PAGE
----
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Bernard Haendler: Fighting Cancer at its Roots

Prostate cancer cells divide uncontrollably and invade surrounding tissues. How can they be stopped? Bernard Haendler is working on a highly specific drug candidate to effectively treat patients.

We investigate substances close to filing.

Dr. Bernard Haendler accompanies a project in the final stage of clinical trials.

Only one in 14 medicines in the clinical trial stage will be approved for registration. The others will fail, usually due to a lack of efficacy, unexpected side effects or changes in the therapy landscape. The focus of my work is to better understand the molecular mechanisms underlying the anti-tumor activity of a novel promising compound for prostate cancer treatment.

My area of expertise is oncology, the study and treatment of cancer. I’m the preclinical pharmacology representative in a project focusing on an androgen receptor antagonist that stops uncontrolled growth of prostate cancer cells. In men, this pathology is the third most common cancer, after lung and colorectal cancer.

Blocking Androgen Action

Our goal is to develop a specific prostate cancer therapy and our substance doesn’t target the growth of cells in general. It takes advantage of specific characteristics of the cancerous tissue. In prostate tumors, abnormal signaling of androgens – the male sex hormones – occurs. This is conveyed by the androgen receptor and the downstream deregulation of androgen target genes, which ultimately promotes tumor growth. Our active agent by binding, influences this mechanism: So our approach is to have our receptor in place of the natural androgens and thereby inhibiting the receptor’s function and blocks cancer growth. As healthy cells remain largely untouched, only moderate side effects are expected.

My colleagues and I are a strong team even after work. We keep ourselves fit by exercising together. I take part in running events such as the company relay race and enjoy cycling and playing volleyball. It´s not winning that is important but taking part and fostering the team spirit.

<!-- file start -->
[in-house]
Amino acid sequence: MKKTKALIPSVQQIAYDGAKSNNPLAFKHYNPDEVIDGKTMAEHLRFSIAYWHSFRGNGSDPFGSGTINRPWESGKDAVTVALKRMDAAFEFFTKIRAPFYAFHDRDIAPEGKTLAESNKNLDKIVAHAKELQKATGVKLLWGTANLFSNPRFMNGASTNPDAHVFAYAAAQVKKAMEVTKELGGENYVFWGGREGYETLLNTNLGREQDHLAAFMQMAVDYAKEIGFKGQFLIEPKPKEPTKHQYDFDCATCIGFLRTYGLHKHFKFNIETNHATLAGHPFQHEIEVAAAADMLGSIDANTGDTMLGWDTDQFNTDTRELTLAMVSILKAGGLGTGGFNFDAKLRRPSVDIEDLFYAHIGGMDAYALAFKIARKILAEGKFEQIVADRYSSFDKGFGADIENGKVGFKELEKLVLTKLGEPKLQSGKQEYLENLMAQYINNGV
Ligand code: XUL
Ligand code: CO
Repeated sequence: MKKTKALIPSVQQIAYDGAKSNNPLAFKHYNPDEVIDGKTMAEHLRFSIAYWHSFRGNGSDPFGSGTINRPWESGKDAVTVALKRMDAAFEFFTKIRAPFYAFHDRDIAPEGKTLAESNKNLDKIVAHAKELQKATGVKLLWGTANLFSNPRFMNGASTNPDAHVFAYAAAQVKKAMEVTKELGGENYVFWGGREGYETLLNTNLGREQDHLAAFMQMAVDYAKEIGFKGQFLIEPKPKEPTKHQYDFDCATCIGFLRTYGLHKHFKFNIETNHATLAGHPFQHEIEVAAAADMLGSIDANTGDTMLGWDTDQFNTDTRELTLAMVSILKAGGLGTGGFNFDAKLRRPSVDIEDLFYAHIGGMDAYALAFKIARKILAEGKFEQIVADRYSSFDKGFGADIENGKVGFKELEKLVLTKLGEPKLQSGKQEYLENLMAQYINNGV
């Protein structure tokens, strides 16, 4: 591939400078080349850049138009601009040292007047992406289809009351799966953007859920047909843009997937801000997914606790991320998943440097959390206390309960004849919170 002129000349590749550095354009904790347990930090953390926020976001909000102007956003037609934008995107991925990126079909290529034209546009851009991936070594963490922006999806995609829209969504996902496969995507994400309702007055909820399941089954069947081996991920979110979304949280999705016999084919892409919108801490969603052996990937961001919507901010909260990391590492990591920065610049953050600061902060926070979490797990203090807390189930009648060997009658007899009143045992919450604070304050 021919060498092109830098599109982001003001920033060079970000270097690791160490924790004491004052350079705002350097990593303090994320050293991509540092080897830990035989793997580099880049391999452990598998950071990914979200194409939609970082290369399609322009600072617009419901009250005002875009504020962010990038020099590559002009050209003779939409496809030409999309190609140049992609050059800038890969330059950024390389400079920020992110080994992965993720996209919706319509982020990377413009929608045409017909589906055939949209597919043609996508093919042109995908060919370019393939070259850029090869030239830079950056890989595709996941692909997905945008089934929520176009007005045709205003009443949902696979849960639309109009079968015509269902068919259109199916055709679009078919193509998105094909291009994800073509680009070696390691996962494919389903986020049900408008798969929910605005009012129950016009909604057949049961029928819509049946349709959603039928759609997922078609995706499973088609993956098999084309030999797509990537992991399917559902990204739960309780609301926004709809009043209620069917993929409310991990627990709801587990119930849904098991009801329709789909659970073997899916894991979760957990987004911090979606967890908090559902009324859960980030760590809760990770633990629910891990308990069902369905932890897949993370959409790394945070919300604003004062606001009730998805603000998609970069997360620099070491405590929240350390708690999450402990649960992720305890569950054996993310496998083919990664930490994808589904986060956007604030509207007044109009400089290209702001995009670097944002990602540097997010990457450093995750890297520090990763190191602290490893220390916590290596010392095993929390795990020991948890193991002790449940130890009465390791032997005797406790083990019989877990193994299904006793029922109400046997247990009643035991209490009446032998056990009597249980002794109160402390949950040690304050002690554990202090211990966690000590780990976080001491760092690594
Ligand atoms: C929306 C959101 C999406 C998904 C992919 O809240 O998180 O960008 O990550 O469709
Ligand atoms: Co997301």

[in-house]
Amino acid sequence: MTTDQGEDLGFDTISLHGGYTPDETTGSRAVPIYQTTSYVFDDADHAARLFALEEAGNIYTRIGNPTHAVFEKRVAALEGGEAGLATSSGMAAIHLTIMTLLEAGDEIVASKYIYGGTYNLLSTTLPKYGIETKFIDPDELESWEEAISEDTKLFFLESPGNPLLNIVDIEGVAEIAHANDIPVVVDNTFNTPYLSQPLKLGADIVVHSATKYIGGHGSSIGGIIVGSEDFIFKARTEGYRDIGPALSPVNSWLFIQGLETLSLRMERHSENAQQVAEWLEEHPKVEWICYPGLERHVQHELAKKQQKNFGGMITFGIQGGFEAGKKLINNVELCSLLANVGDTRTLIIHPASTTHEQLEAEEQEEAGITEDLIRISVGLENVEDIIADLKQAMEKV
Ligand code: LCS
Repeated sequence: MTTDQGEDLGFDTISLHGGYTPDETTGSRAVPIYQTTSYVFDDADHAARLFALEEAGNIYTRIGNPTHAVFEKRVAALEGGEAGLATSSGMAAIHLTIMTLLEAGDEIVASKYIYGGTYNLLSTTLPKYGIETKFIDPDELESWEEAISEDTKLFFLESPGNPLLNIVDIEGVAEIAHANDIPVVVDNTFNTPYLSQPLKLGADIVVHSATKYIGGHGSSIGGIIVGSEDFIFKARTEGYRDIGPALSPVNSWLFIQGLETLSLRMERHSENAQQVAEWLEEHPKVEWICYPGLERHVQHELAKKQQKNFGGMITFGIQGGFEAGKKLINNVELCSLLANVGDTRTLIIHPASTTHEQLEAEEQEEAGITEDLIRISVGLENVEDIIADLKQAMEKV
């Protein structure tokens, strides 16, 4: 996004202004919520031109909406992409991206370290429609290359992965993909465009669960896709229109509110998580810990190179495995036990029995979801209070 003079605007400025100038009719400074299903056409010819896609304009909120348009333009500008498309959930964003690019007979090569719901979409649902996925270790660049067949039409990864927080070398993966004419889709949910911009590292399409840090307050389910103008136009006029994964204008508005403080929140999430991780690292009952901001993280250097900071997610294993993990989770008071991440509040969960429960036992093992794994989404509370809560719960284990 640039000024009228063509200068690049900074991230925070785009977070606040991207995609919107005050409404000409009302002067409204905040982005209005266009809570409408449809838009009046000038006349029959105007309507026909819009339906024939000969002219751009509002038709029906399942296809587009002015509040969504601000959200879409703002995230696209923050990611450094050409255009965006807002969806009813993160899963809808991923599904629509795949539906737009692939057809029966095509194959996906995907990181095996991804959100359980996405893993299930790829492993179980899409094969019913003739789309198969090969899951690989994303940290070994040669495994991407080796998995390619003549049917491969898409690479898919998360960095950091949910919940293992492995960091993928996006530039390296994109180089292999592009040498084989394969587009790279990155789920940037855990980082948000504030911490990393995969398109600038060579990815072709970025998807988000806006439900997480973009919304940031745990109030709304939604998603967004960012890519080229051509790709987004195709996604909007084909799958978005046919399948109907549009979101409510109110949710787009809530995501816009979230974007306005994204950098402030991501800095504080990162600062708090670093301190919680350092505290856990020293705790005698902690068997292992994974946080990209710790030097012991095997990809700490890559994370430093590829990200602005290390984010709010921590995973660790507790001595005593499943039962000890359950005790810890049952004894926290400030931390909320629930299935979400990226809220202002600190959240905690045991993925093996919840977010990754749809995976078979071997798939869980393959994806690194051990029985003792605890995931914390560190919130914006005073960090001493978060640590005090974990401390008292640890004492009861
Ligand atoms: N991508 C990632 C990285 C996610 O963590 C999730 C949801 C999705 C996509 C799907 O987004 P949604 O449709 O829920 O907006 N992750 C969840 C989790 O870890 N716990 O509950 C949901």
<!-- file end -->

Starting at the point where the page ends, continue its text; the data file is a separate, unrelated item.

The Modern Era of Genomics

I discovered my interest in cancer research while studying biochemistry and later as a post-doctoral researcher. Back in the 1980s, a technical revolution began in molecular biology and new possibilities opened up in the manipulation and analysis of DNA. Now with the advent of next-generation sequencing a new revolution is on its way. Genetic research becomes much more complex as the wealth of genomic data originating from tumor samples increases daily and the bioinformatic methods to analyze them get more and more sophisticated. More than ever, the possibilities opened up by these tremendous advances in biomedical research fascinate me - and they encourage me to continue my research.

CV DR. BERNARD HAENDLER

1958 Born in Strasbourg, France

1983 Doctorate from the University of Strasbourg

1998 Habilitation at the University of Lille, in France

1985-1989 Post-doctoral fellow at Sandoz (now Novartis) in Vienna (Austria) and Basel (Switzerland)

1989-2006 Group Leader at Schering, Berlin, Germany

2006–2014 Group Leader/Principal Scientist, Department of Tumor Cell Research at Bayer, Berlin

2015-current Group Leader/Principal Scientist, Therapeutic Research Group Oncology II at Bayer, Berlin

2016-current Pharmacology representative in the global Darolutamide project team

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